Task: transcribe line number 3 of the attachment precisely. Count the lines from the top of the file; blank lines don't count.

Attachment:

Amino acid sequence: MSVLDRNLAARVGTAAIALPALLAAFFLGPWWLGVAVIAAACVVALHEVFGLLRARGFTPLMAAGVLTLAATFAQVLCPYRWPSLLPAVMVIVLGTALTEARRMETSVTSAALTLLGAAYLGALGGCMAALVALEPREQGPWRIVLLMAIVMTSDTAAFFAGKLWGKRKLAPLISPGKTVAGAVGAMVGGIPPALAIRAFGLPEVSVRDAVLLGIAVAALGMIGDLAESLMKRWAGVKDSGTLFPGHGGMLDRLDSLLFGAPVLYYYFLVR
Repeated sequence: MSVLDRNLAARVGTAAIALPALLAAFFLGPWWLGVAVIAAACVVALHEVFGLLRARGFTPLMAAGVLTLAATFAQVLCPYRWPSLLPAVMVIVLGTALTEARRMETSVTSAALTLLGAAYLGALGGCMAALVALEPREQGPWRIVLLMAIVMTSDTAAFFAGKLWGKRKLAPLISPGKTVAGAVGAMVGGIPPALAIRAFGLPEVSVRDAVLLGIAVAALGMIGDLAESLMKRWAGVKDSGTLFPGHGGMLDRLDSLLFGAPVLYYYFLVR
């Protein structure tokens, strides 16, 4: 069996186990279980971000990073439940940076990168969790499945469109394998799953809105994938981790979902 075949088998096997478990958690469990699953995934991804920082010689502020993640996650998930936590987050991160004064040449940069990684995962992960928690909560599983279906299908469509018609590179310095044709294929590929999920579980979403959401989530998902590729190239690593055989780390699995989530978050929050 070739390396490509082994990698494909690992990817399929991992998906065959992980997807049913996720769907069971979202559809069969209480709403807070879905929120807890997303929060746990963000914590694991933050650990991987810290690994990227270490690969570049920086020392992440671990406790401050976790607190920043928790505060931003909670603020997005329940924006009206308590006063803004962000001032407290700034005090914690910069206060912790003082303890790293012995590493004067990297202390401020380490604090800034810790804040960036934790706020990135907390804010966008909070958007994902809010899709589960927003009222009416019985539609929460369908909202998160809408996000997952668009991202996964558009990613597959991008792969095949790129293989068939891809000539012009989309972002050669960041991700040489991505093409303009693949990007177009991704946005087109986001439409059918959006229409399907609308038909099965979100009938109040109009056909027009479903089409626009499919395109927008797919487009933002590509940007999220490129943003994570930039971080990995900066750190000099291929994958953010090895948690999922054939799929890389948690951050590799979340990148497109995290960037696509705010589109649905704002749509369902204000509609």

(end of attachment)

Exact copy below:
């Protein structure tokens, strides 16, 4: 069996186990279980971000990073439940940076990168969790499945469109394998799953809105994938981790979902 075949088998096997478990958690469990699953995934991804920082010689502020993640996650998930936590987050991160004064040449940069990684995962992960928690909560599983279906299908469509018609590179310095044709294929590929999920579980979403959401989530998902590729190239690593055989780390699995989530978050929050 070739390396490509082994990698494909690992990817399929991992998906065959992980997807049913996720769907069971979202559809069969209480709403807070879905929120807890997303929060746990963000914590694991933050650990991987810290690994990227270490690969570049920086020392992440671990406790401050976790607190920043928790505060931003909670603020997005329940924006009206308590006063803004962000001032407290700034005090914690910069206060912790003082303890790293012995590493004067990297202390401020380490604090800034810790804040960036934790706020990135907390804010966008909070958007994902809010899709589960927003009222009416019985539609929460369908909202998160809408996000997952668009991202996964558009990613597959991008792969095949790129293989068939891809000539012009989309972002050669960041991700040489991505093409303009693949990007177009991704946005087109986001439409059918959006229409399907609308038909099965979100009938109040109009056909027009479903089409626009499919395109927008797919487009933002590509940007999220490129943003994570930039971080990995900066750190000099291929994958953010090895948690999922054939799929890389948690951050590799979340990148497109995290960037696509705010589109649905704002749509369902204000509609």